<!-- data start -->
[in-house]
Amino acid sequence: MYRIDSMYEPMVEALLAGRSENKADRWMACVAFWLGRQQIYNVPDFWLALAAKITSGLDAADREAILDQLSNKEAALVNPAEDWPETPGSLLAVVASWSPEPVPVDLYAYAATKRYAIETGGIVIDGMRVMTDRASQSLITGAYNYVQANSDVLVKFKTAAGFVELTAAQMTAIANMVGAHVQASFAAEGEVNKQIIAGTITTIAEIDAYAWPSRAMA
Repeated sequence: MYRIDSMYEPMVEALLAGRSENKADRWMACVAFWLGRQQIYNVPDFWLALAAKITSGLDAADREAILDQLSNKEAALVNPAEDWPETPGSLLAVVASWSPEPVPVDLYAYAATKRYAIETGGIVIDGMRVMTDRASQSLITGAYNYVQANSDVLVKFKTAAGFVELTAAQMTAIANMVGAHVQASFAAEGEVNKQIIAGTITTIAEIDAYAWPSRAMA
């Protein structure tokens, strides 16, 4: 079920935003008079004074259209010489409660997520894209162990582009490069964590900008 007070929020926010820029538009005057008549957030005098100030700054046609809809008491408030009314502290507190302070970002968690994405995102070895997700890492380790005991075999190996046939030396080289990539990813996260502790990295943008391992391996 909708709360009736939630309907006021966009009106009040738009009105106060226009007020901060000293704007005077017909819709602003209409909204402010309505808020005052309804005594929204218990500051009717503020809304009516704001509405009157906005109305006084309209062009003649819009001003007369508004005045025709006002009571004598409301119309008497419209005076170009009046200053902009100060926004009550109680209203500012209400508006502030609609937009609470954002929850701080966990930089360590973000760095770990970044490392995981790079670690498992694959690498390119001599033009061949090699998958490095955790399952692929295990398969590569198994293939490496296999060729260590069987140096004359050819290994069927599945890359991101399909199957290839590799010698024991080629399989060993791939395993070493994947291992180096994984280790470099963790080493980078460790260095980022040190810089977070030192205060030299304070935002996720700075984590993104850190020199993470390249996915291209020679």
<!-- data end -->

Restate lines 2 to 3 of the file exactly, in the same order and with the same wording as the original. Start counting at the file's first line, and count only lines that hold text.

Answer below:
Amino acid sequence: MYRIDSMYEPMVEALLAGRSENKADRWMACVAFWLGRQQIYNVPDFWLALAAKITSGLDAADREAILDQLSNKEAALVNPAEDWPETPGSLLAVVASWSPEPVPVDLYAYAATKRYAIETGGIVIDGMRVMTDRASQSLITGAYNYVQANSDVLVKFKTAAGFVELTAAQMTAIANMVGAHVQASFAAEGEVNKQIIAGTITTIAEIDAYAWPSRAMA
Repeated sequence: MYRIDSMYEPMVEALLAGRSENKADRWMACVAFWLGRQQIYNVPDFWLALAAKITSGLDAADREAILDQLSNKEAALVNPAEDWPETPGSLLAVVASWSPEPVPVDLYAYAATKRYAIETGGIVIDGMRVMTDRASQSLITGAYNYVQANSDVLVKFKTAAGFVELTAAQMTAIANMVGAHVQASFAAEGEVNKQIIAGTITTIAEIDAYAWPSRAMA